Mausoleum of Theodoric:This small mausoleum dates from 520 AD and is 10-sided in shape, on two levels and with an enormous single carved stone as a roof.

Theodoric was interred here but his remains were removed during the byzantine period. This mausoleum is listed by UNESCO because of its architectural interest but does not contain mosaics.

Neon Baptistry: This baptistry is the oldest of the monuments in Ravenna, being built at the beginning of the 5th century - although the mosaics were added later, at the end of the 5th century.

It is octagonal in shape and was built on the site of a Roman bathhouse. The dome mosaics are exceptional and represent the baptism of Christ surrounded by the 12 apostles (as in the Arian baptistry, although the artwork is quite different here). See Neon Baptistery of Ravenna.

Note however that the head of Christ, the arm of Saint John the Baptist and the plate he holds are all restorations from much later, and may not be faithful to the originals.

Basilica in RavennaThis octagonal style is commonly used in early baptistrys throughout the Christian world - the eight sides represent the seven days of the week and also the Day of the resurrection.

Basilica of Sant Apollinare in Classe: this basilica is the latest of the monuments, being built in the 6th century, and is situated at Classe, a few kilometres outside Ravenna.

Although the original mosaics that lined both sides of the nave (as in the Basilica of Saint Apollinare Nuovo) have disappeared, those in the dome above the apse are extremely detailed and impressive. See Ravenna basilica of Sant'Apollinare in Classe.

Other attractions in Ravenna

The centre of the town is around Piazza del Popolo, an attractive square surrounded by impressive 15th century buildings. The streets that lead off from the square are also very pleasant to explore.

You can also visit the Basilica of San Francesco and see the adjacent marble lined tomb of Dante who lived here from 1302 (after he had been exiled from Florence) until his death in 1321. It was in Ravenna that he wrote his great masterwork, the Divine Comedy, telling the story of his travels with Virgil through Hell, Purgatory and Paradise.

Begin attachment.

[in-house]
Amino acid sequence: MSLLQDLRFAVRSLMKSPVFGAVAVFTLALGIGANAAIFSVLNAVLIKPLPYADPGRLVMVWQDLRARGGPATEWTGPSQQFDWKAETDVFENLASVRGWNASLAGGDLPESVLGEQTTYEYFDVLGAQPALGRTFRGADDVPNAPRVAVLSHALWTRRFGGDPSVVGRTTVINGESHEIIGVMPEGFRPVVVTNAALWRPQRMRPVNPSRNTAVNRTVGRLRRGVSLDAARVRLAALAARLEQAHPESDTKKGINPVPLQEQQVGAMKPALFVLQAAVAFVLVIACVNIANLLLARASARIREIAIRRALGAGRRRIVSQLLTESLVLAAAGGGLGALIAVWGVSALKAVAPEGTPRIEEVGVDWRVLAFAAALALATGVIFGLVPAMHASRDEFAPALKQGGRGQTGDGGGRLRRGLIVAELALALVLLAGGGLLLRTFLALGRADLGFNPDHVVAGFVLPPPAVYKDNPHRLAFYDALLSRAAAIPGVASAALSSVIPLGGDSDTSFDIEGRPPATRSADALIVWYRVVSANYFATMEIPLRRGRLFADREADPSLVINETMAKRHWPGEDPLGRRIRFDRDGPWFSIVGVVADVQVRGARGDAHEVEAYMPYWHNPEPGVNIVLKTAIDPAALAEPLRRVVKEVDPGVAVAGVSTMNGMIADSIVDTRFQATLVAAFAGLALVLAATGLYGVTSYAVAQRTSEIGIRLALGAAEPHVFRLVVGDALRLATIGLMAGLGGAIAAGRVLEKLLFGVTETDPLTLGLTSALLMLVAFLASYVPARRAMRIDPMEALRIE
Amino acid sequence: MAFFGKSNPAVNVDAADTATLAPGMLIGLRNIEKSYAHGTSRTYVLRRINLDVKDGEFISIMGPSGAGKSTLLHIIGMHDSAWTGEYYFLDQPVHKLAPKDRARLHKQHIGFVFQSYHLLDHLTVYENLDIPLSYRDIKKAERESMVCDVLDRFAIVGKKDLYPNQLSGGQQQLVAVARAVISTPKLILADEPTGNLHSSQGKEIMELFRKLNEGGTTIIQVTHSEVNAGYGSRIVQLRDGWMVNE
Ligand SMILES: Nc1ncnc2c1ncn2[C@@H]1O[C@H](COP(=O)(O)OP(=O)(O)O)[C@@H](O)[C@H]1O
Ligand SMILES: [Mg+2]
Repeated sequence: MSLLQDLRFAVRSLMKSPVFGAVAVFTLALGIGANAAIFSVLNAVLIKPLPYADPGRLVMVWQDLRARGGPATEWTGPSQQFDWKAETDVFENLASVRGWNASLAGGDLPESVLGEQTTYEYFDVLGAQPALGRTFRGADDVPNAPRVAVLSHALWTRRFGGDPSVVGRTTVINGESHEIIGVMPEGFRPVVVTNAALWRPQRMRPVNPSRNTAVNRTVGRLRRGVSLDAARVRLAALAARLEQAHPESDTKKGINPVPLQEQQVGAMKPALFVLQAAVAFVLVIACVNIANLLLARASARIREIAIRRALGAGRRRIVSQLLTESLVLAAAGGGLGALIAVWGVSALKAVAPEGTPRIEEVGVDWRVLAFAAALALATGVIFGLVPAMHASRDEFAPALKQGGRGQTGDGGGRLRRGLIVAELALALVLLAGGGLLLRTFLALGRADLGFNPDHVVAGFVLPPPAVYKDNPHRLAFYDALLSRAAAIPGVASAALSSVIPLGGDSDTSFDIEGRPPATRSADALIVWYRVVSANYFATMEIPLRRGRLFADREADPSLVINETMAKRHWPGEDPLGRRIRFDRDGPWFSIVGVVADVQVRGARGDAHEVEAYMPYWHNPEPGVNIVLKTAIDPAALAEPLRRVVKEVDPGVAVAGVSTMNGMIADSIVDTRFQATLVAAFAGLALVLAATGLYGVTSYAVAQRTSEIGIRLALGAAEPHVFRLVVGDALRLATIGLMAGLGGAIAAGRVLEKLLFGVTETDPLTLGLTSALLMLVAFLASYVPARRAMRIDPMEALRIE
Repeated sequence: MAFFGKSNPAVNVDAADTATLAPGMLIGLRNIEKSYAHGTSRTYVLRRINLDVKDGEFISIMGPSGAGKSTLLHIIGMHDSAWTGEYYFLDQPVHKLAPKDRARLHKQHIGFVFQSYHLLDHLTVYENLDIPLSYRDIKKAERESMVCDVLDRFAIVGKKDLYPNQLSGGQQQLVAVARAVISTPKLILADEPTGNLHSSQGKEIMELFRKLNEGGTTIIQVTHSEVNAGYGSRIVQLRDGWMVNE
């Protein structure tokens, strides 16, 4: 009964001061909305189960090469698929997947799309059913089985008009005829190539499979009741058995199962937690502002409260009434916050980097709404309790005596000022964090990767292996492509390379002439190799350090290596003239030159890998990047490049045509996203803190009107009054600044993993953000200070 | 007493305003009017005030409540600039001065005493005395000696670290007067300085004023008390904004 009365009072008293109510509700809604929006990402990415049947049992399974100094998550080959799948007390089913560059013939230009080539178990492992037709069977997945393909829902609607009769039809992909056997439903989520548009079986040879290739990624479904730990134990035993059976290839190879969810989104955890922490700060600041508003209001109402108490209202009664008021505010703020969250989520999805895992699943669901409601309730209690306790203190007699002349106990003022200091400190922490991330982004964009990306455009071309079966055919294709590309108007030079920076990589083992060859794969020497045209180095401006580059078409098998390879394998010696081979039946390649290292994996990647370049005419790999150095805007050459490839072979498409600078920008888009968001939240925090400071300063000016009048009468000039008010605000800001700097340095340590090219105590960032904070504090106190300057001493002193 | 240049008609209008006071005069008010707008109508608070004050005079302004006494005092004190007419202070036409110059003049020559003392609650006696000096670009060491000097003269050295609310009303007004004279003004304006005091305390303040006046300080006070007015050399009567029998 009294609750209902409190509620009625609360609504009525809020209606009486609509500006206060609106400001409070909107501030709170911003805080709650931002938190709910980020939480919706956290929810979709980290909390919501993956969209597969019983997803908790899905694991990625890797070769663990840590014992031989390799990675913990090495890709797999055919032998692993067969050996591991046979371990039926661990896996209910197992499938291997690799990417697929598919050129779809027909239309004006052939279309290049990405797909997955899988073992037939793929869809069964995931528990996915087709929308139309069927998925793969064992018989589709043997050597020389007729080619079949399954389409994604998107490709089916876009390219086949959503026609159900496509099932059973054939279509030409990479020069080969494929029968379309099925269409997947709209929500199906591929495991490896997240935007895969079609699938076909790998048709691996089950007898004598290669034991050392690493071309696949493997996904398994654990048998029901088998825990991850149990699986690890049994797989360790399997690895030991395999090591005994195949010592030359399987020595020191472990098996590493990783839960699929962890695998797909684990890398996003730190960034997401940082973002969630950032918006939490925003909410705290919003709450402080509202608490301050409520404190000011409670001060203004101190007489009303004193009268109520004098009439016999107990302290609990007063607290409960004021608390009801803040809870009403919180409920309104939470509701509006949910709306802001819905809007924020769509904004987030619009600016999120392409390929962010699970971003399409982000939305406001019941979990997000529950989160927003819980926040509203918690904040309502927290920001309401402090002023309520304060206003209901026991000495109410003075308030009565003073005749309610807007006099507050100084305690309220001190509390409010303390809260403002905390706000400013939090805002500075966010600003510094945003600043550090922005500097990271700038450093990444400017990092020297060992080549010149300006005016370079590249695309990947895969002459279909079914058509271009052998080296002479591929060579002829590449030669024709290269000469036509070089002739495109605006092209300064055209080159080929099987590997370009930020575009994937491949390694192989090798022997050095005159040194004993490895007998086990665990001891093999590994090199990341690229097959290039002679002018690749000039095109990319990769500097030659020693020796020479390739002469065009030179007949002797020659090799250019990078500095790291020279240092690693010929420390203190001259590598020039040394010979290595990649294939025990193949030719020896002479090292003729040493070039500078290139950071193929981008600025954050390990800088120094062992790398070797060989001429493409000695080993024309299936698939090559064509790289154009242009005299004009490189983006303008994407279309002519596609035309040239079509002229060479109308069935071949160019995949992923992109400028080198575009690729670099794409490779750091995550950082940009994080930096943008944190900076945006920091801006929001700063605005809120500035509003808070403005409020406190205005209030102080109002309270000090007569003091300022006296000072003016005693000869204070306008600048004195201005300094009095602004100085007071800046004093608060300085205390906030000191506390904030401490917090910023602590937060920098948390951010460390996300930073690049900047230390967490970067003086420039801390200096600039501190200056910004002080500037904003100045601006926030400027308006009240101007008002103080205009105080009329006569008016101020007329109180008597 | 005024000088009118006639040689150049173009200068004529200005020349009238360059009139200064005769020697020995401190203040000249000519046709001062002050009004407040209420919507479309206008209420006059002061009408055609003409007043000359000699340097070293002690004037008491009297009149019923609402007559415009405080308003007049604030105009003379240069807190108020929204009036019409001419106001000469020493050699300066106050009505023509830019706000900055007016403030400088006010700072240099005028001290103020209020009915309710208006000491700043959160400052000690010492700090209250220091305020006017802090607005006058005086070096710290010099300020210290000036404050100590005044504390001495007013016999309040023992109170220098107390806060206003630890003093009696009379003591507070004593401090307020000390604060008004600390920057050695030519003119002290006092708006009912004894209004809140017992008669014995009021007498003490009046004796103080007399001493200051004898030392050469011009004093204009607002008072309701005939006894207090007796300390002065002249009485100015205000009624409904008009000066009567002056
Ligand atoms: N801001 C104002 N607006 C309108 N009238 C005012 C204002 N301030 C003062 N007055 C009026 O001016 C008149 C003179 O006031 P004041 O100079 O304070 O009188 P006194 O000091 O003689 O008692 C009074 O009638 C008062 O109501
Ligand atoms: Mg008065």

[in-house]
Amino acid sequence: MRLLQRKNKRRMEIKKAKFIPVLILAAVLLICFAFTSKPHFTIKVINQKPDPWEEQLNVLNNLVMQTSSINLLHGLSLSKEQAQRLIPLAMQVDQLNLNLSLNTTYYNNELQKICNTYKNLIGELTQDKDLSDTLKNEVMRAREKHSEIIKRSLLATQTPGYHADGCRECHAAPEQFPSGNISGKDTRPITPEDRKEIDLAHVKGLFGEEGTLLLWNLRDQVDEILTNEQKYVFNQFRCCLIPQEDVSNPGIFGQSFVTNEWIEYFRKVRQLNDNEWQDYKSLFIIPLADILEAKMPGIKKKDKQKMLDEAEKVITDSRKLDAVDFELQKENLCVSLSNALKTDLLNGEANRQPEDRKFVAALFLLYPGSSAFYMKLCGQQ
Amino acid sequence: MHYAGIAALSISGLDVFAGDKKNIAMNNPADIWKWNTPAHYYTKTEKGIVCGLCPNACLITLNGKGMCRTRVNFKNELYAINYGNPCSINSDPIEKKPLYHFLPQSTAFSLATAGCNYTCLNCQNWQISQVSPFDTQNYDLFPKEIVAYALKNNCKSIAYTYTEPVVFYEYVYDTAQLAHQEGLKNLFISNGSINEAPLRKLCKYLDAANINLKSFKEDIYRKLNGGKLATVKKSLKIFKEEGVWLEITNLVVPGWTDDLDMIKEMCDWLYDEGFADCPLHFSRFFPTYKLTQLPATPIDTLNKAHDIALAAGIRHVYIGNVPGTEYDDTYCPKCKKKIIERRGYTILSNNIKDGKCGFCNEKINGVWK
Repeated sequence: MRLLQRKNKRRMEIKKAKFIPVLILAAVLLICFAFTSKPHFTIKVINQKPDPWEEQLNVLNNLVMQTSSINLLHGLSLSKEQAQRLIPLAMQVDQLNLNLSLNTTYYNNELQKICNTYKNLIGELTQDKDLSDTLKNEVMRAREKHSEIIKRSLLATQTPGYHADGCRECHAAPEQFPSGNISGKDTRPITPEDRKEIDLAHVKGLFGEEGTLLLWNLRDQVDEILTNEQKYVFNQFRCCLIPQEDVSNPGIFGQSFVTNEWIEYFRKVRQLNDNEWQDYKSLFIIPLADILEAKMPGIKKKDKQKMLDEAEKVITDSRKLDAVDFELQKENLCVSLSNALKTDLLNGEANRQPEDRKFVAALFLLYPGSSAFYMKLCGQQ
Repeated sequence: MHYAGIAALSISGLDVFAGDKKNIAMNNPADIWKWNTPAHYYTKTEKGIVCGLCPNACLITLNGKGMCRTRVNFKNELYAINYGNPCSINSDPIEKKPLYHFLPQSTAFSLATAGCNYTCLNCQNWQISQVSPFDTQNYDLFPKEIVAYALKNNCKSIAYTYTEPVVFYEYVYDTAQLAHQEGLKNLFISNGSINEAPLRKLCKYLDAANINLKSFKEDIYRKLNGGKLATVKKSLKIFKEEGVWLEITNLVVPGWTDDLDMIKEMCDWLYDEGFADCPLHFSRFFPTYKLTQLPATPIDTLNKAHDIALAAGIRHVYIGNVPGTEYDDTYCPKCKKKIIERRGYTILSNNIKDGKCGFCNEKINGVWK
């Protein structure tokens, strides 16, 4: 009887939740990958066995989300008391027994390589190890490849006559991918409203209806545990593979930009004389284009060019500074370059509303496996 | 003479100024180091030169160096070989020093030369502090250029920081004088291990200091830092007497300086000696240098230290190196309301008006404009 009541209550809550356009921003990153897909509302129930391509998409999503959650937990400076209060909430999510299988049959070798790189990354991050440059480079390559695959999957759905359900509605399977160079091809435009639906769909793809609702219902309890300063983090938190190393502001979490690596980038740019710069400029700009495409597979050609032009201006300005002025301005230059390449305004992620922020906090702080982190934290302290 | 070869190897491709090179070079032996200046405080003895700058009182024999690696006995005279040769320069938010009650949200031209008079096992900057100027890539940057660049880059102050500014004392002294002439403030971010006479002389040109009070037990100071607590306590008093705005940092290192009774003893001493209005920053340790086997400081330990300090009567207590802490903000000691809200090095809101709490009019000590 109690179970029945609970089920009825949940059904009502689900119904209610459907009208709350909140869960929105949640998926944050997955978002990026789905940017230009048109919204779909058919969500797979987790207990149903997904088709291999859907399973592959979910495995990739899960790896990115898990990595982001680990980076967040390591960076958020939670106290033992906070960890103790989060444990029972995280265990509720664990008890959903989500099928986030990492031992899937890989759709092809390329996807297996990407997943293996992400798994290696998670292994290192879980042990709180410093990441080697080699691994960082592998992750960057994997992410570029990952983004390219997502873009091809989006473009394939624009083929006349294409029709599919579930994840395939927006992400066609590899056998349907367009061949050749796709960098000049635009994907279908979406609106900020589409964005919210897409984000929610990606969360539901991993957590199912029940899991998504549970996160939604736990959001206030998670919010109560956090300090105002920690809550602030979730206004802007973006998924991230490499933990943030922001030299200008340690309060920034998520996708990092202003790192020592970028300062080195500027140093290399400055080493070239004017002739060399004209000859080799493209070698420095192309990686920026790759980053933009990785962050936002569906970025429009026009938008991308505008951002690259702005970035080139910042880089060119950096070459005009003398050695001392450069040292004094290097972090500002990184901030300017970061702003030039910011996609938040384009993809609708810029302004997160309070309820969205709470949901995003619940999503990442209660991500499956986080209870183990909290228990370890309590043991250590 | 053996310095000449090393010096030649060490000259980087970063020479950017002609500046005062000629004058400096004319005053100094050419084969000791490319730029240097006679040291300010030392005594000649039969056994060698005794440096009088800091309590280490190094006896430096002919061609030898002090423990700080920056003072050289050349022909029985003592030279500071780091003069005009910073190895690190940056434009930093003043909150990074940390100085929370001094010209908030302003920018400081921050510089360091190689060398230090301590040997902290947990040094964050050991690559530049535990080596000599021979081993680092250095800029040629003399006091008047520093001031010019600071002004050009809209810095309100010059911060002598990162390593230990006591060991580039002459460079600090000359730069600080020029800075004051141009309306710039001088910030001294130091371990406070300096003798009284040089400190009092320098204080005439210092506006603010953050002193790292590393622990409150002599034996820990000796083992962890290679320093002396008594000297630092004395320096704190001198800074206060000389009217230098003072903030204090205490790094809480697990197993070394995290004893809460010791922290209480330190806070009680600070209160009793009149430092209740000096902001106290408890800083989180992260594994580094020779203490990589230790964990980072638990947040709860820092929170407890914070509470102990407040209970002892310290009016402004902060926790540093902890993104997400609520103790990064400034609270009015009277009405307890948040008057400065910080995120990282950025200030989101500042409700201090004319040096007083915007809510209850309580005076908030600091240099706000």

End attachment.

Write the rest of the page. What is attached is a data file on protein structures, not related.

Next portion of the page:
There is also a high quality National Museum that has an extensive range of artefacts covering a wide period of history and with numerous paintings, artworks and archaeological finds to enjoy.

You can find more local travel ideas in and the Emilia-Romagna guide.

See also: 

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Map of Ravenna and places to visit


Ravenna places to visit

Dante's Tomb in Ravenna

Dante's Tomb in Ravenna

The Tomb of Dznte is the final resting place of the great 13th century poet, Dante Alighieri

Dante's Tomb in Ravenna guide
Rasponi Crypt and gardens in Ravenna

Rasponi Crypt and gardens in Ravenna

The Rasponi crypt is the underground chapel of an 18th century palace, next to a large courtyard garden

Rasponi Crypt and gardens in Ravenna guide
Basilica of San Francesco in Ravenna

Basilica of San Francesco in Ravenna

The Basilica of San Francesco in Ravenna is a 10th century church where the funeral of Dante took place

Basilica of San Francesco in Ravenna guide
Archbishop's Chapel in Ravenna

Archbishop's Chapel in Ravenna

The Archbishop's Chapel in Ravenna is a tiny 6th century chapel decorated with byzantine mosaics

Archbishop's Chapel in Ravenna guide
Ravenna Baptistery of Neon

Ravenna Baptistery of Neon

Ravenna Baptistery of Neon is one of the most ancient Christian baptisteries, built in the 5th century and decorated with mosaics

Ravenna Baptistery of Neon guide
Ravenna Arian Baptistery

Ravenna Arian Baptistery

The Arian baptistery in Ravenna was built in the 5th century and retains its original mosaic ceiling in the dome

Ravenna Arian Baptistery guide

...or see all our recommended places to visit in Emilia-Romagna